• Radon: exposure to high levels of radon (a gas normally found in the soil) has links to lung cancer.


Lung cancer can be difficult to diagnose as many of the initial symptoms are much more commonly explained by simple chest infections or long-standing lung disease. They include;

  • difficulty breathing
  • a cough that doesn‚Äôt go away or a change in a long-term cough
  • repeated chest infections that do not go away even after antibiotics
  • wheezing
  • Feeling more tired than usual
  • hoarse voice
  • coughing up blood-stained phlegm
  • pain in your chest, especially when you cough or breathe in
  • loss of appetite
  • weight loss
  • swelling around your face and neck
  • difficulty swallowing

If your doctor is concerned they will arrange a chest x-ray which gives a simple view of the chest and usually shows any major abnormalities.


Most patients will have had a chest x-ray which will automatically trigger a CT scan if the radiologist (specialist doctor reporting x-rays) is concerned.

Not everyone who needs a CT will have lung cancer. Chest x-rays often show changes which need further imaging e.g. infection, old tuberculosis, collapsed lung. These conditions commonly do not need any further treatment.

Following the CT scan, you will be seen by a respiratory doctor who will arrange more tests as necessary. These may include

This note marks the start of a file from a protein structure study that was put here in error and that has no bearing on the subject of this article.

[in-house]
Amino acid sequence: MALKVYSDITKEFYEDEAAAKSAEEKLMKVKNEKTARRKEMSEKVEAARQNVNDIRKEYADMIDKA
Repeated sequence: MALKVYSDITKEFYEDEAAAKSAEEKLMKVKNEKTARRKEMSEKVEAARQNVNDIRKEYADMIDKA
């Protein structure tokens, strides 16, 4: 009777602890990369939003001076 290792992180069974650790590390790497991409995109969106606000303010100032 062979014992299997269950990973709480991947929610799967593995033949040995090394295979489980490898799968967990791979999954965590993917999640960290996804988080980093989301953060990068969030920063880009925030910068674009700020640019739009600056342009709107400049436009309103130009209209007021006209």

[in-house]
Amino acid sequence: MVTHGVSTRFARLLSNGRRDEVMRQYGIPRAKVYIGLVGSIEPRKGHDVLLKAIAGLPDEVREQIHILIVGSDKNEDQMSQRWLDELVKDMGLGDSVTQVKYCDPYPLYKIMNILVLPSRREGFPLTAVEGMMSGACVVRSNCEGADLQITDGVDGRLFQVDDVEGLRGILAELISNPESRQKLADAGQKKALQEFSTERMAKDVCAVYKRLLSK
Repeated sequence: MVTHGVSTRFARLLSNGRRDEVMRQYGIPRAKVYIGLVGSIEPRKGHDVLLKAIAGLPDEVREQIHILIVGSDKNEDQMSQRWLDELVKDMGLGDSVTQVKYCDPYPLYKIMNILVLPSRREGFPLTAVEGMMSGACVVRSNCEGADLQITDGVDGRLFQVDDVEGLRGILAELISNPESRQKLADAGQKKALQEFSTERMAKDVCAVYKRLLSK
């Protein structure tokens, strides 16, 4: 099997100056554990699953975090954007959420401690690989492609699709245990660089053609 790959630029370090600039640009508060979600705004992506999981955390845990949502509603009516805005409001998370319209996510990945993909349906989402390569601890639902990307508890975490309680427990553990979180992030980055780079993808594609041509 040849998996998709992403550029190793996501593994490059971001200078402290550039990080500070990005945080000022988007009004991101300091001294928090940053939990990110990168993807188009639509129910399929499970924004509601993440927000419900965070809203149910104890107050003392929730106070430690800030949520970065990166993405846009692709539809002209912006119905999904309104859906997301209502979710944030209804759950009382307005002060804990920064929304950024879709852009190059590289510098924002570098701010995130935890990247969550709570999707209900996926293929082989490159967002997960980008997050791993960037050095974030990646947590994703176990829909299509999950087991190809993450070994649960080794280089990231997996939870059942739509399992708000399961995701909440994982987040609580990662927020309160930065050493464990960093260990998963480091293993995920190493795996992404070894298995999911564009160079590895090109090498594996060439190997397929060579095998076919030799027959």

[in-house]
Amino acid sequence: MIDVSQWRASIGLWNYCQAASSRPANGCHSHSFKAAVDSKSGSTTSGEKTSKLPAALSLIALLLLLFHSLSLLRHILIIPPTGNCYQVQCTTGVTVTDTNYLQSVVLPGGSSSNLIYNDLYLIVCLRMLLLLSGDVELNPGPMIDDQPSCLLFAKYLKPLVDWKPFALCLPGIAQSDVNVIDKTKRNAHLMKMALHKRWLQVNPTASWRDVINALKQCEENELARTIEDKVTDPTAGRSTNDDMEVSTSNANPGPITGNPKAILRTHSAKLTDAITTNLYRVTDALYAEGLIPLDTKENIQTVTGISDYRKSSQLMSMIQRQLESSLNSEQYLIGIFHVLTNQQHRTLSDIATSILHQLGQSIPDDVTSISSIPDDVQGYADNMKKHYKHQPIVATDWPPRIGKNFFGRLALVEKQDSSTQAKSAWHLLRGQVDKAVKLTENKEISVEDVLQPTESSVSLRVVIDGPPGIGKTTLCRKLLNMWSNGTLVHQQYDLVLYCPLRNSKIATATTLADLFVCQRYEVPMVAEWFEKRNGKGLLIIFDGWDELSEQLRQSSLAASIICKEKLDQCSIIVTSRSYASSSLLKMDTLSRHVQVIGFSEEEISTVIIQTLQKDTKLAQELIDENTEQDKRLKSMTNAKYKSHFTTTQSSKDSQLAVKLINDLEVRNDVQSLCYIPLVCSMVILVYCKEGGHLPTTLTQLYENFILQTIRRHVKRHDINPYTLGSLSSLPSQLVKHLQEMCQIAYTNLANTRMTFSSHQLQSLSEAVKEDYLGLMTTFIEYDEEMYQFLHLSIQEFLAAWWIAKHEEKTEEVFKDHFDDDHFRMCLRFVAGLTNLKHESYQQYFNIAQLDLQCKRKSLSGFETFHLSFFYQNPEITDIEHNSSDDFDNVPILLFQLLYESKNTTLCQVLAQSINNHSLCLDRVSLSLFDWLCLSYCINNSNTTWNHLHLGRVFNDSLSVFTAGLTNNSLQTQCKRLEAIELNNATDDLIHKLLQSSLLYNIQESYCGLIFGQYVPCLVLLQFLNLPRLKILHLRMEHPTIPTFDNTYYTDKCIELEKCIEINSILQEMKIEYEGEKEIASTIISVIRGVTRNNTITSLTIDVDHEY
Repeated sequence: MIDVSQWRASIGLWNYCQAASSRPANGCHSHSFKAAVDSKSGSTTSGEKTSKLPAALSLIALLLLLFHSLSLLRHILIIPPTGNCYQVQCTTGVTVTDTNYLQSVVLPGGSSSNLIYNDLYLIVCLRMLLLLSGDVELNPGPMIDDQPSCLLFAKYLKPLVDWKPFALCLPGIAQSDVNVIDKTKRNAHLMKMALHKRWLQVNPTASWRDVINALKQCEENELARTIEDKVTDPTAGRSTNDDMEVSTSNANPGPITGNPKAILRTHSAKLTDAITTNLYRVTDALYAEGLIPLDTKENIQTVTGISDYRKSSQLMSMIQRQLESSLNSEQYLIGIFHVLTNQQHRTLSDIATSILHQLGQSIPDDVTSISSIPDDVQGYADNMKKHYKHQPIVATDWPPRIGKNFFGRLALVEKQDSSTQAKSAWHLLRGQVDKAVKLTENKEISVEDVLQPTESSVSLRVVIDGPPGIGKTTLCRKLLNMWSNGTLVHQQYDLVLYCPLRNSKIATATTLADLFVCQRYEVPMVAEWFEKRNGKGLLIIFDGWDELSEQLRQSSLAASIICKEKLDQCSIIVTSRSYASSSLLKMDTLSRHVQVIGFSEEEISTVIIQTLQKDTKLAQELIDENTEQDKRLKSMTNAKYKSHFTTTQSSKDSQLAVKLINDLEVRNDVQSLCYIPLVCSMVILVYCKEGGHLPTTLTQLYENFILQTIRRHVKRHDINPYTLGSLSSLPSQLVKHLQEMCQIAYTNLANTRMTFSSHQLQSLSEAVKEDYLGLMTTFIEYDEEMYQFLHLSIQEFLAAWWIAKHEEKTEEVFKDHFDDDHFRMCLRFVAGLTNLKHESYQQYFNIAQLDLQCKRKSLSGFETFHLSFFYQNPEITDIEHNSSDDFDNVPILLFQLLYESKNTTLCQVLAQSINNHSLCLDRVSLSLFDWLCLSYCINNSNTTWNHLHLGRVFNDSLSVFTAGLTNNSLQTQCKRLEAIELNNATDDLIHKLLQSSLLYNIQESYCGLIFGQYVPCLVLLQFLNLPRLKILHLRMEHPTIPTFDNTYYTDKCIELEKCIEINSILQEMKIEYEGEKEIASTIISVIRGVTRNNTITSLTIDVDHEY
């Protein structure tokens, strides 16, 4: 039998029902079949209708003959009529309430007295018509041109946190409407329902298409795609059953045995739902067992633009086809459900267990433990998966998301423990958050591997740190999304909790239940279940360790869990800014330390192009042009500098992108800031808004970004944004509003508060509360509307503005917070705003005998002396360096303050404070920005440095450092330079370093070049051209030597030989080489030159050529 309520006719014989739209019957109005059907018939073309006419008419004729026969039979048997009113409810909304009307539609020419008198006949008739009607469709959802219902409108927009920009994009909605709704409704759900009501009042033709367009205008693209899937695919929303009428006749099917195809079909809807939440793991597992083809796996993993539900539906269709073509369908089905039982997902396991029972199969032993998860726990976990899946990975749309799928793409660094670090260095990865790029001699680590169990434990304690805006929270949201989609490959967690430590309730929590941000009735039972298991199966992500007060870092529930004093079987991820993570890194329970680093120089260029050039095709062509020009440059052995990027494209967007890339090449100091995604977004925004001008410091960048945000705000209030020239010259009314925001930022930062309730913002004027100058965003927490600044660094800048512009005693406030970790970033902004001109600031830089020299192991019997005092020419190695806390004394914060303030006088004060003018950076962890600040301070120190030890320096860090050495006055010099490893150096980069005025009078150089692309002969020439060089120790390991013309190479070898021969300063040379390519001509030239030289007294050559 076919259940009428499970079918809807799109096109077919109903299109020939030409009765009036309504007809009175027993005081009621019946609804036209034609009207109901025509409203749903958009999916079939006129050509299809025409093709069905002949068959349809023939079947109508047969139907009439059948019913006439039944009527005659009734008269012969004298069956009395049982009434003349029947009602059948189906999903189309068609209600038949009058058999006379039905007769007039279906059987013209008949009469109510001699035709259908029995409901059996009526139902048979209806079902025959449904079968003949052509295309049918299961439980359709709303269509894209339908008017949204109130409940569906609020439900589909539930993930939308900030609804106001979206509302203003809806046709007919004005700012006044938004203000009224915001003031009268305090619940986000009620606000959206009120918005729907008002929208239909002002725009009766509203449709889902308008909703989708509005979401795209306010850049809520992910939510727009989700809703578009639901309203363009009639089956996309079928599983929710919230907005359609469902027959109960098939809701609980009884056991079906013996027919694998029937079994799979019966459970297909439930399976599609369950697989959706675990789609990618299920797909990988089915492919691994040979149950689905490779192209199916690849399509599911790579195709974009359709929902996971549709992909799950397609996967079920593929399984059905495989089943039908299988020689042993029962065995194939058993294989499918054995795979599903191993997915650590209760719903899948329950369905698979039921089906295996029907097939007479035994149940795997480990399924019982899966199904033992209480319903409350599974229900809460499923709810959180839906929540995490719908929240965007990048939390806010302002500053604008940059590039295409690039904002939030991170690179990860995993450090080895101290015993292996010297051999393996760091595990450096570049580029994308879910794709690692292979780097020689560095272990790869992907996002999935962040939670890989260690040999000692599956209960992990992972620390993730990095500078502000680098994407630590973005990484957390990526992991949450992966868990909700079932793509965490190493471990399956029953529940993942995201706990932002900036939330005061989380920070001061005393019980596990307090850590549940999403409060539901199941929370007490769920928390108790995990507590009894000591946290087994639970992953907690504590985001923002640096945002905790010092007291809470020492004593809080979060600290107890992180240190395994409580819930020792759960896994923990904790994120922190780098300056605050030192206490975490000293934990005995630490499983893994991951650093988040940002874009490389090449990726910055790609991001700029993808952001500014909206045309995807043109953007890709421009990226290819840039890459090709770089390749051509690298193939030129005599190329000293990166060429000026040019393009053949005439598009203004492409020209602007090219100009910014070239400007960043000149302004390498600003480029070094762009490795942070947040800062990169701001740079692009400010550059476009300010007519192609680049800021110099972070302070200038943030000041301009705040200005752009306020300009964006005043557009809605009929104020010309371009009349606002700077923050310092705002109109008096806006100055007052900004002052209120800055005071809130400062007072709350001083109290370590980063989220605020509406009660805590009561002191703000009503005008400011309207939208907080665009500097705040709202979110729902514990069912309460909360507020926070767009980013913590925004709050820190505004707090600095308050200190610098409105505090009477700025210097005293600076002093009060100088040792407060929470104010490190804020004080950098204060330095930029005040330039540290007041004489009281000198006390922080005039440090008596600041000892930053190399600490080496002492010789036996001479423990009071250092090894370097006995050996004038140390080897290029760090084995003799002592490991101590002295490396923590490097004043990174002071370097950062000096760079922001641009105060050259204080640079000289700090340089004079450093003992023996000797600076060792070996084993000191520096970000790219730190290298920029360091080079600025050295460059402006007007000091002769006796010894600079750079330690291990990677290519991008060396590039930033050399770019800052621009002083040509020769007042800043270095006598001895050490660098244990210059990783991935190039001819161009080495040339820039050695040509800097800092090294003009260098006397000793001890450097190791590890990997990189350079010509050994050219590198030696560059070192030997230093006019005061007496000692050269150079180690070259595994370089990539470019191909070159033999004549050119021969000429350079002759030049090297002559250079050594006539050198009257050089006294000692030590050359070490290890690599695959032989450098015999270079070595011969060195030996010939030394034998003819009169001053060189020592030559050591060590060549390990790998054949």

Pulmonary Function Tests Are a broad range of tests that measure how well the lungs take in and expel air and how efficiently they transfer oxygen into the blood.

Bronchoscopy This test uses a small tube with a camera attached, passed down your airway, through your nose or your mouth and into your lungs.

Endobronchial Ultrasound (EBUS) An EBUS is a special type of bronchoscopy scan that uses ultrasound to take pictures of the lungs.

Lung biopsy During a bronchoscopy, EBUS or CT scan, a doctor might take small amounts of tissue samples from your lung, called biopsies.

Mediastinoscopy This test uses a small tube with a camera, similar to that used in a bronchoscopy, so that your doctor can look into the central part of your chest at the lymph glands, making a small cut at the base of your neck to put the tube in. Biopsies can also be taken.

Using the information gathered by these investigations, the cancer multi-disciplinary team can come up with a plan of treatment or treatment options. This will be discussed with you at your appointment.

Meet our expert consultants

Dr. Allison Hall

Consultant in Clinical Oncology

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Dr. Anoop Haridass

Consultant in Clinical Oncology

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Dr. Richard Griffiths

Consultant in Medical Oncology

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Dr. Olusola Faluyi

Consultant in Medical Oncology

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Dr. Eswar Chinnamani

Consultant in Clinical Oncology